Study finds botanical effective for chemo-resistant colon cancer

11 Sep 2020
Study finds botanical effective for chemo-resistant colon cancer

The natural botanical Andrographis paniculata, when given in conjunction with chemotherapy, may eventually change the way doctors treat chemotherapy-resistant colorectal cancer, reports a new City of Hope study.

Published in the journal Carcinogenesis, the study's goal was to use a natural substance that, given as an adjunct treatment along with chemotherapy, would not only be nontoxic but would succeed in killing chemo-resistant cancer cells.

Currently, in an attempt to provide some help for these chemo-resistant patients, other types of chemotherapies are given -- but cancer usually finds a way to outsmart them.

What's more, these drugs are highly toxic and can do further harm to the patient.

Andrographis is commonly used in South Asia and is also available in the U.S.

It's known for its anti-inflammatory, antibacterial and antiviral properties, and increasingly, for its ability to fight cancer.

"Many, many scientific articles have been published showing that andrographis kills cancer cells. That's not the news," said Ajay Goel, Ph.D., M.S., founding chair of City of Hope's Department of Molecular Diagnostics and Experimental Therapeutics and corresponding author of the study. "The problem is, how do we kill these 'super cells' that have become chemo-resistant?"

To tackle this challenge, his study tested the efficacy of using a standard chemotherapy for colon cancer, 5-fluorouracil (5FU), alone and combined with andrographis.

The study proceeded in three parts.

First, they used cell lines of human colorectal cancer, cultivated in the lab.

The combination treatment proved far more effective in killing cancer cells than the chemotherapy alone.

Cell lines do not represent the whole body, so the next step was to look at the effects of using animal tissue.

Here too, combining andrographis with 5FU was a more potent cancer killer than 5FU alone.

Knowing that it worked on an animal model, the next step was to further confirm these findings in a 3D-organoid model, grown from human colorectal tumour tissue excised from an actual patient.

Again, the combination far outperformed chemotherapy alone in killing cancer cells.

"In cancer there are hundreds of pathways that are malfunctioning, and modern therapies are designed to target a specific gene or molecule or pathway," Goel said. "It can give patients relief in the short term, but sometimes the cancer says, 'No problem. We have 100 different ways to survive.' Unlike many of the targeted therapies we use in cancer patients, natural treatments are unique, as they don't target a specific pathway but work on many pathways."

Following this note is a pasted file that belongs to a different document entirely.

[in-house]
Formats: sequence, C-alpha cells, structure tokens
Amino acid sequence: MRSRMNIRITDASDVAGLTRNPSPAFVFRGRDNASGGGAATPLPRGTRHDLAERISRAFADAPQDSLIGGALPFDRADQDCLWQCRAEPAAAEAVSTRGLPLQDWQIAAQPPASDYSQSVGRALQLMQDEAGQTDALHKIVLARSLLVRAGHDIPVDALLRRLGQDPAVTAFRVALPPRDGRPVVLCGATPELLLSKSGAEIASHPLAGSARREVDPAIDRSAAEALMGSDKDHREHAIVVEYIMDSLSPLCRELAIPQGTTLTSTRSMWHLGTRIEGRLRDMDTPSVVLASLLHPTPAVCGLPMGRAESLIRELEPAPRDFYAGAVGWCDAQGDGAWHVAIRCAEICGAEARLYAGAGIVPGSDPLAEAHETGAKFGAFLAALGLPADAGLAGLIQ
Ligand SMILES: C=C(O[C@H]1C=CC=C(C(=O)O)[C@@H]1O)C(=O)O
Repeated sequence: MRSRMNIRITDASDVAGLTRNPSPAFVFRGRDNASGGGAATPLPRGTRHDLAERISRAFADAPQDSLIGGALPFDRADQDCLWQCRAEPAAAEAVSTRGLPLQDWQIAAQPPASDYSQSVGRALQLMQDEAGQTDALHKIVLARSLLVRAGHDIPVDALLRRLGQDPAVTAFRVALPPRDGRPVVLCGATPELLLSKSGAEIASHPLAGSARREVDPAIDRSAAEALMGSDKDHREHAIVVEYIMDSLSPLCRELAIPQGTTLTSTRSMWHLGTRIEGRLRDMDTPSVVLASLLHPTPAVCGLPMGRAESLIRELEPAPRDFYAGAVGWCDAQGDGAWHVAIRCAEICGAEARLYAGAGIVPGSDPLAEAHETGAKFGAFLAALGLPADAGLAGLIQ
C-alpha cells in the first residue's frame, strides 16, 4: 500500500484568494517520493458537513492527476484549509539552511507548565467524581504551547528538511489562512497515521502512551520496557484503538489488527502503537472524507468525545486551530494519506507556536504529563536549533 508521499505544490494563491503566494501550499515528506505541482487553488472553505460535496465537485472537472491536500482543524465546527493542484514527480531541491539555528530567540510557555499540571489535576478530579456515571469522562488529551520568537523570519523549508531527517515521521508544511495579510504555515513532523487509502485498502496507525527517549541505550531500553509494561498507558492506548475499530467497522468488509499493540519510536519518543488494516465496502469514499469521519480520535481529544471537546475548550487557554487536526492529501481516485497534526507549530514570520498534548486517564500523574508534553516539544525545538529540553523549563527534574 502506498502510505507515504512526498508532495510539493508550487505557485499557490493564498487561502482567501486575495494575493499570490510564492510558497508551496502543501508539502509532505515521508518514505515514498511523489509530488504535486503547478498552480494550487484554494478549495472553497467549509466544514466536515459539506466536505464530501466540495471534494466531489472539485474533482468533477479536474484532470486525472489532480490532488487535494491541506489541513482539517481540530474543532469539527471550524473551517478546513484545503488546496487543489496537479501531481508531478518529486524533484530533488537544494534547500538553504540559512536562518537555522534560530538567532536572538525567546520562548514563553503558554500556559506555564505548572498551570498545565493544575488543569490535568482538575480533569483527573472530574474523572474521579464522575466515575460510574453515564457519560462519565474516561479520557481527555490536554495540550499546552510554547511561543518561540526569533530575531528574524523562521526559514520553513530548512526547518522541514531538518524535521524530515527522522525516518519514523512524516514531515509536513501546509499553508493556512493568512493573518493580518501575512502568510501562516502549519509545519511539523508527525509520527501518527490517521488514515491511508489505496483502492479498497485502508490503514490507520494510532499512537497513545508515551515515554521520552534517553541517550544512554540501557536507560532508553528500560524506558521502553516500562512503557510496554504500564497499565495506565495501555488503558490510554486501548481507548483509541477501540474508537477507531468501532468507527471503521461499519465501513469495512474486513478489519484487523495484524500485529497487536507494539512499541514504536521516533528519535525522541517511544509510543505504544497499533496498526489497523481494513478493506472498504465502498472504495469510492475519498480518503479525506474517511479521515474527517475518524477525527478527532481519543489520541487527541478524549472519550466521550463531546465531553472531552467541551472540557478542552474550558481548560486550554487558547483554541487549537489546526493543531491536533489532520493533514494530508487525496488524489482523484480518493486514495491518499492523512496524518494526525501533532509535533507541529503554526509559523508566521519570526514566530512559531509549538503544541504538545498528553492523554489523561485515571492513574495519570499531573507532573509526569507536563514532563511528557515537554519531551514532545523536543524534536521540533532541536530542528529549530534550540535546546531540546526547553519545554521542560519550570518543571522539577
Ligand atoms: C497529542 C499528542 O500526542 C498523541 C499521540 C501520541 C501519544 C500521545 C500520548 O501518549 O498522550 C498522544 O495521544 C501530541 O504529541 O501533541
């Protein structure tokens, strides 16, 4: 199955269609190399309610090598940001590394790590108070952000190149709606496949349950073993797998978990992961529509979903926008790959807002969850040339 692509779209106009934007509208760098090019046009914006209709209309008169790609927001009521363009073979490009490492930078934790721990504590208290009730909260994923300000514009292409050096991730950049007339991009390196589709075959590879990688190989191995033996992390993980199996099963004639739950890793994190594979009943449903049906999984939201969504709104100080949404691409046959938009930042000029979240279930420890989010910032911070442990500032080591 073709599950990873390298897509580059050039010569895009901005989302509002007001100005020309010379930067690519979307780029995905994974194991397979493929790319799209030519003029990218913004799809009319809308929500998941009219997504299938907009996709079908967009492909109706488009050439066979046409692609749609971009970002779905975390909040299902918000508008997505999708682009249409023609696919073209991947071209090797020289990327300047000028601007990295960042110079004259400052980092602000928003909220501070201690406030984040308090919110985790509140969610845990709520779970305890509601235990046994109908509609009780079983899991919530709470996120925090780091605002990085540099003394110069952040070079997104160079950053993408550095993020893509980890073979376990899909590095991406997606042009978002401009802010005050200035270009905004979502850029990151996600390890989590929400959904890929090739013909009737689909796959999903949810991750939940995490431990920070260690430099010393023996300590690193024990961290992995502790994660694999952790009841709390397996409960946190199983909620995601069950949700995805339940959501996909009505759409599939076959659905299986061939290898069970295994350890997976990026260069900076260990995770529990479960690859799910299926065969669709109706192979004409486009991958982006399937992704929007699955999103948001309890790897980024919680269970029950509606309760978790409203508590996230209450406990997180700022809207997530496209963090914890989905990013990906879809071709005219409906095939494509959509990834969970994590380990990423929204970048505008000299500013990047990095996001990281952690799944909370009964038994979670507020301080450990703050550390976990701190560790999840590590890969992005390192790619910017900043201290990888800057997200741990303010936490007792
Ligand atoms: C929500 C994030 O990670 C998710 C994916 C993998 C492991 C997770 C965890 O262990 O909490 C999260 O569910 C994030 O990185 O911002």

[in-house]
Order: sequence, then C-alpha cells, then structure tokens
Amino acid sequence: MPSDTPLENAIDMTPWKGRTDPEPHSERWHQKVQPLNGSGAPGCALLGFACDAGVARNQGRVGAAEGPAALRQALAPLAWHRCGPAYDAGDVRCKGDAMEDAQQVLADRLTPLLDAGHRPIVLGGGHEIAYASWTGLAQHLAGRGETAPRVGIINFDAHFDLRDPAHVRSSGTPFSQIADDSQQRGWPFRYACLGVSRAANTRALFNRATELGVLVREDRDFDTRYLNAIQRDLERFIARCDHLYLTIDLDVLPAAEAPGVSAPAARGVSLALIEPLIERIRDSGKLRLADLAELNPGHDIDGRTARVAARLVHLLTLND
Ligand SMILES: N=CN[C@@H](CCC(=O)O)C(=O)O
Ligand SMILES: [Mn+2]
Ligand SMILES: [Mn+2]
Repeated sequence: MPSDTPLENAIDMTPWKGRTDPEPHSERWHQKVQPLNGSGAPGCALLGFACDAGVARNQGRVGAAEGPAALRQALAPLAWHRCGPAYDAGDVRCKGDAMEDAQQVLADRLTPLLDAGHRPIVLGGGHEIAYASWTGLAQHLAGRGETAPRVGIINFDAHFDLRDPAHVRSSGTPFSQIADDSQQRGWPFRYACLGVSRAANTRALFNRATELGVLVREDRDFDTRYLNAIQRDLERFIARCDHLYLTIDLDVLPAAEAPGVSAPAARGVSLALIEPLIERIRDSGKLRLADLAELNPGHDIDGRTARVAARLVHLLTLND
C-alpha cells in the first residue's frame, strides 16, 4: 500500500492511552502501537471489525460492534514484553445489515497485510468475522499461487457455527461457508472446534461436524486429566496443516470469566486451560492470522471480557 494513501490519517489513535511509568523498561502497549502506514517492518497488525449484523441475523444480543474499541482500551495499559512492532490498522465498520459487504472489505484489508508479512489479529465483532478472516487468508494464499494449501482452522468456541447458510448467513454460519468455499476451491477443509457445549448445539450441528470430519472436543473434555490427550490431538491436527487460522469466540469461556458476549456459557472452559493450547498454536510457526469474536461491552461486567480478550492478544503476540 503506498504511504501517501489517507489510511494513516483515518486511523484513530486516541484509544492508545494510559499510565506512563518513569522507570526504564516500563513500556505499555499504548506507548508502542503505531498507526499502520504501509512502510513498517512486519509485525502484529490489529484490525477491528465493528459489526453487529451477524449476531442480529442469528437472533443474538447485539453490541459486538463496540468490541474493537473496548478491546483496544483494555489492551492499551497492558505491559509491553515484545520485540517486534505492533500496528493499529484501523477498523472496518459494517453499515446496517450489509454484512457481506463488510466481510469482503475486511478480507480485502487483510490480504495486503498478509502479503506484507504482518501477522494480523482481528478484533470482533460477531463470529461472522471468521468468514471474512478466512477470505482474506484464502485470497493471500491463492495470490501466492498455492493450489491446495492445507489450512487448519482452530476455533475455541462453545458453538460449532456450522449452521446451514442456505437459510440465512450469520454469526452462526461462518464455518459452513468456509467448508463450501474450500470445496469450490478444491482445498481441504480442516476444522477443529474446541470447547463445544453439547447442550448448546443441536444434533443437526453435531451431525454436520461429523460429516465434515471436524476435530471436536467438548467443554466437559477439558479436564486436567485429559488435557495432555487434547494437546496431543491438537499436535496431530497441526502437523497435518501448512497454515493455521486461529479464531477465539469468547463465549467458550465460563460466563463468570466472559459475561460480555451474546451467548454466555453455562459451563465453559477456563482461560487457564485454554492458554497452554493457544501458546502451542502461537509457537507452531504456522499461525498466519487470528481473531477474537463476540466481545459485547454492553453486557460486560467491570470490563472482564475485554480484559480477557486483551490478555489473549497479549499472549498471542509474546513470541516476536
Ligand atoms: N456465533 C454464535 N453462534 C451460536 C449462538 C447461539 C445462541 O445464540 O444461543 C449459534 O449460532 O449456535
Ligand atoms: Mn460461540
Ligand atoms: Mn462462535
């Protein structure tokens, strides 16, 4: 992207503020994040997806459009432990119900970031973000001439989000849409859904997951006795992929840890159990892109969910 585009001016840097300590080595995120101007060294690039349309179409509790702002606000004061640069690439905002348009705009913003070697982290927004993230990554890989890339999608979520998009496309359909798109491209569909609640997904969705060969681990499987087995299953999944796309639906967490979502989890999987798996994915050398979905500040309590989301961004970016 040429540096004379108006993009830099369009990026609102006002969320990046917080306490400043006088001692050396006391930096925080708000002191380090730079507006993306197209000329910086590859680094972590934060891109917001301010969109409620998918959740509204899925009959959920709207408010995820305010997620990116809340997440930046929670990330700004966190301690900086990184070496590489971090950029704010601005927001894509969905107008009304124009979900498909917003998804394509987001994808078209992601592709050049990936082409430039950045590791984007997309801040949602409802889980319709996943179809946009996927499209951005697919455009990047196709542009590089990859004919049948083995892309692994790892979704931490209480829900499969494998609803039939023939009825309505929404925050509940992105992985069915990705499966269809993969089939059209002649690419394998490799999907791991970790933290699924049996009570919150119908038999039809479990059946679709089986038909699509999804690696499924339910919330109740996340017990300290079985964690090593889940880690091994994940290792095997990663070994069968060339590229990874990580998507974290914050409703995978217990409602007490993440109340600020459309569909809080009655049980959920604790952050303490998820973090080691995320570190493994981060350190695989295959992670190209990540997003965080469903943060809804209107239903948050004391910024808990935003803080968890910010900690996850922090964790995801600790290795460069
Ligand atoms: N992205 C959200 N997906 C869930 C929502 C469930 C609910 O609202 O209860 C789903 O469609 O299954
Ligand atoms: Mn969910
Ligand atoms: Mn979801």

What this study showed is that two major pathways were altered by the andrographis.

One is the ferroptosis pathway, which regulates programmed cell death.

Under normal conditions it signals old cells that it's time to die, and they are replaced by new ones.

But in cancer, the ferroptosis pathway becomes defective.

Old cells don't die; new ones keep coming and a tumour forms.

The other is the β-catenin/Wnt-signalling pathway, which involves cell metabolism, a process that goes haywire in cancer.

Cancer cells become hyperactive and channel nutrition away from normal cells.

"After exposure to andrographis, the ferroptosis signals were turned back on, which told the cells, 'Yep, it's time to die,'" Goel said. "And the metabolic process was regulated, taking nutrition away from the cancer cells, allowing them to die."

The next step will be to test 5FU and andrographis in a clinical setting, and Goel will soon submit an application for Food and Drug Administration approval.

This combination of natural botanical and potent pharmaceutical promises to bring new hope to patients who have developed chemo-resistance or suffer a relapse of their colon cancer.

In addition to the andrographis study, Goel has done several others, including an earlier study in Carcinogenesis and another in the journal of the American Association for Cancer Research.

This work revealed that two herbs, curcumin (found in turmeric) and boswellic acid, were able to regulate certain microRNAs found in human colorectal cancer, suggesting that these substances would be useful for disease prevention.

In fact, because these substances can be protective, he feels that people should start taking them before cancer has a chance to develop.

Source: City of Hope